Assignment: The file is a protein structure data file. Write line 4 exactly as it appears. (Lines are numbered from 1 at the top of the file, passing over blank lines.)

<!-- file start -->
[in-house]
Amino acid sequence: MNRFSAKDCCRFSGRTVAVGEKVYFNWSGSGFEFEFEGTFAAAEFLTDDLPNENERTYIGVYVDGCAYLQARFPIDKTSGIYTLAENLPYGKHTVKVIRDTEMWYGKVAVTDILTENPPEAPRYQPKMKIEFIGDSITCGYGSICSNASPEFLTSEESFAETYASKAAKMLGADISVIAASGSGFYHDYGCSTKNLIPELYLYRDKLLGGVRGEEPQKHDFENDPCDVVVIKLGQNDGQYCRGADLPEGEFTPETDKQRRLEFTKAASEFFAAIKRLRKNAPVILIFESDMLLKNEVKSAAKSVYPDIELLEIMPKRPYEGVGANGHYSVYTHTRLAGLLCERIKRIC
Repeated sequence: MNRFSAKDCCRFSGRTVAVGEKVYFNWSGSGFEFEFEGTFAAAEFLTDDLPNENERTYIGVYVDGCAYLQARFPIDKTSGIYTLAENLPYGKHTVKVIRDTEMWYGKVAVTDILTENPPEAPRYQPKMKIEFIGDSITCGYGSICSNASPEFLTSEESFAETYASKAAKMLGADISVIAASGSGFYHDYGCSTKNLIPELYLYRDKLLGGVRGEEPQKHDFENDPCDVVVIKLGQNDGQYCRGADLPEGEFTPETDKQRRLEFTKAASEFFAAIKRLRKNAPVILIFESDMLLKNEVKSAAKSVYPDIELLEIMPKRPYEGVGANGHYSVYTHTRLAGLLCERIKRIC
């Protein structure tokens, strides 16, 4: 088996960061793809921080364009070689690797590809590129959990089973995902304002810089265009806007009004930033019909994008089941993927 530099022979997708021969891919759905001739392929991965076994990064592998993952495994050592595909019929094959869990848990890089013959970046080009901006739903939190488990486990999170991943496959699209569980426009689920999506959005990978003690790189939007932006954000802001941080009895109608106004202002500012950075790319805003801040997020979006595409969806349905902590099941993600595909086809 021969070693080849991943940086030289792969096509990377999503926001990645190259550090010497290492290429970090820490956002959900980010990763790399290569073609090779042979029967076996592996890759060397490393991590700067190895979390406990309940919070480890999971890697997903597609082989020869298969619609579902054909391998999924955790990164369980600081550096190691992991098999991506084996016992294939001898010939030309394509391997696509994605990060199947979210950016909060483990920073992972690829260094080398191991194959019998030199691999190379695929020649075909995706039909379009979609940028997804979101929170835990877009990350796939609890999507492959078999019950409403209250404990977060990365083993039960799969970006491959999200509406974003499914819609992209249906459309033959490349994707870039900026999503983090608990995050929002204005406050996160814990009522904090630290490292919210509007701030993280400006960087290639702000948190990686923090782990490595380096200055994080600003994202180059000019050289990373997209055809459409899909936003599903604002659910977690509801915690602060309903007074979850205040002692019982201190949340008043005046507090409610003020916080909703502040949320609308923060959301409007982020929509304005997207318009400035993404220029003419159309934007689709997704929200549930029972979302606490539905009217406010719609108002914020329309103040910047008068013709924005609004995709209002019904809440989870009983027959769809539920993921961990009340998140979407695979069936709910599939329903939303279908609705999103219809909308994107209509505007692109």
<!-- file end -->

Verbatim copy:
């Protein structure tokens, strides 16, 4: 088996960061793809921080364009070689690797590809590129959990089973995902304002810089265009806007009004930033019909994008089941993927 530099022979997708021969891919759905001739392929991965076994990064592998993952495994050592595909019929094959869990848990890089013959970046080009901006739903939190488990486990999170991943496959699209569980426009689920999506959005990978003690790189939007932006954000802001941080009895109608106004202002500012950075790319805003801040997020979006595409969806349905902590099941993600595909086809 021969070693080849991943940086030289792969096509990377999503926001990645190259550090010497290492290429970090820490956002959900980010990763790399290569073609090779042979029967076996592996890759060397490393991590700067190895979390406990309940919070480890999971890697997903597609082989020869298969619609579902054909391998999924955790990164369980600081550096190691992991098999991506084996016992294939001898010939030309394509391997696509994605990060199947979210950016909060483990920073992972690829260094080398191991194959019998030199691999190379695929020649075909995706039909379009979609940028997804979101929170835990877009990350796939609890999507492959078999019950409403209250404990977060990365083993039960799969970006491959999200509406974003499914819609992209249906459309033959490349994707870039900026999503983090608990995050929002204005406050996160814990009522904090630290490292919210509007701030993280400006960087290639702000948190990686923090782990490595380096200055994080600003994202180059000019050289990373997209055809459409899909936003599903604002659910977690509801915690602060309903007074979850205040002692019982201190949340008043005046507090409610003020916080909703502040949320609308923060959301409007982020929509304005997207318009400035993404220029003419159309934007689709997704929200549930029972979302606490539905009217406010719609108002914020329309103040910047008068013709924005609004995709209002019904809440989870009983027959769809539920993921961990009340998140979407695979069936709910599939329903939303279908609705999103219809909308994107209509505007692109």